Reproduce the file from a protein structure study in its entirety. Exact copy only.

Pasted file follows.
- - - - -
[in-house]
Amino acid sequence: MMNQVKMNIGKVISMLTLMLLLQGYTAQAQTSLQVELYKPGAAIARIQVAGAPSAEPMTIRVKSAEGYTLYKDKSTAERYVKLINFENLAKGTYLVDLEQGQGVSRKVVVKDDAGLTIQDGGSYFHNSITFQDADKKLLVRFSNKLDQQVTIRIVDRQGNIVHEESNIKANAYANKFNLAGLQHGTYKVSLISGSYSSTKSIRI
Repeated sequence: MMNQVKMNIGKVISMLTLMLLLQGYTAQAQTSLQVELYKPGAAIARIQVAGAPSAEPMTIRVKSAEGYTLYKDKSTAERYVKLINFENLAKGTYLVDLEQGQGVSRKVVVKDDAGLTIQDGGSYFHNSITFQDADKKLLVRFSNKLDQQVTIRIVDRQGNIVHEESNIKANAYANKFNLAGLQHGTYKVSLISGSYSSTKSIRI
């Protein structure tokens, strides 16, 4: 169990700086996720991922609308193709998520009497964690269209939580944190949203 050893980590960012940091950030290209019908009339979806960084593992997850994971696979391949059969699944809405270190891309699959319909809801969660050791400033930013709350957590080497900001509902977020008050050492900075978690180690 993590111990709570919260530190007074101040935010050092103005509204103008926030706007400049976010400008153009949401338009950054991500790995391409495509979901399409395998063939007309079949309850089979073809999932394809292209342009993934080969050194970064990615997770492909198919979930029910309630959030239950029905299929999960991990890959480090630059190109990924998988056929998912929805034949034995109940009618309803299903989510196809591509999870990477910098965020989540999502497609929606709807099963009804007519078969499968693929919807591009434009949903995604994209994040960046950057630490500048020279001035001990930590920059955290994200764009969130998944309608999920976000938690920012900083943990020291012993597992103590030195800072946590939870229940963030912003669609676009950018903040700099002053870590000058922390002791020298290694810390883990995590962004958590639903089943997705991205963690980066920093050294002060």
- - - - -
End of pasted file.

[in-house]
Amino acid sequence: MMNQVKMNIGKVISMLTLMLLLQGYTAQAQTSLQVELYKPGAAIARIQVAGAPSAEPMTIRVKSAEGYTLYKDKSTAERYVKLINFENLAKGTYLVDLEQGQGVSRKVVVKDDAGLTIQDGGSYFHNSITFQDADKKLLVRFSNKLDQQVTIRIVDRQGNIVHEESNIKANAYANKFNLAGLQHGTYKVSLISGSYSSTKSIRI
Repeated sequence: MMNQVKMNIGKVISMLTLMLLLQGYTAQAQTSLQVELYKPGAAIARIQVAGAPSAEPMTIRVKSAEGYTLYKDKSTAERYVKLINFENLAKGTYLVDLEQGQGVSRKVVVKDDAGLTIQDGGSYFHNSITFQDADKKLLVRFSNKLDQQVTIRIVDRQGNIVHEESNIKANAYANKFNLAGLQHGTYKVSLISGSYSSTKSIRI
């Protein structure tokens, strides 16, 4: 169990700086996720991922609308193709998520009497964690269209939580944190949203 050893980590960012940091950030290209019908009339979806960084593992997850994971696979391949059969699944809405270190891309699959319909809801969660050791400033930013709350957590080497900001509902977020008050050492900075978690180690 993590111990709570919260530190007074101040935010050092103005509204103008926030706007400049976010400008153009949401338009950054991500790995391409495509979901399409395998063939007309079949309850089979073809999932394809292209342009993934080969050194970064990615997770492909198919979930029910309630959030239950029905299929999960991990890959480090630059190109990924998988056929998912929805034949034995109940009618309803299903989510196809591509999870990477910098965020989540999502497609929606709807099963009804007519078969499968693929919807591009434009949903995604994209994040960046950057630490500048020279001035001990930590920059955290994200764009969130998944309608999920976000938690920012900083943990020291012993597992103590030195800072946590939870229940963030912003669609676009950018903040700099002053870590000058922390002791020298290694810390883990995590962004958590639903089943997705991205963690980066920093050294002060």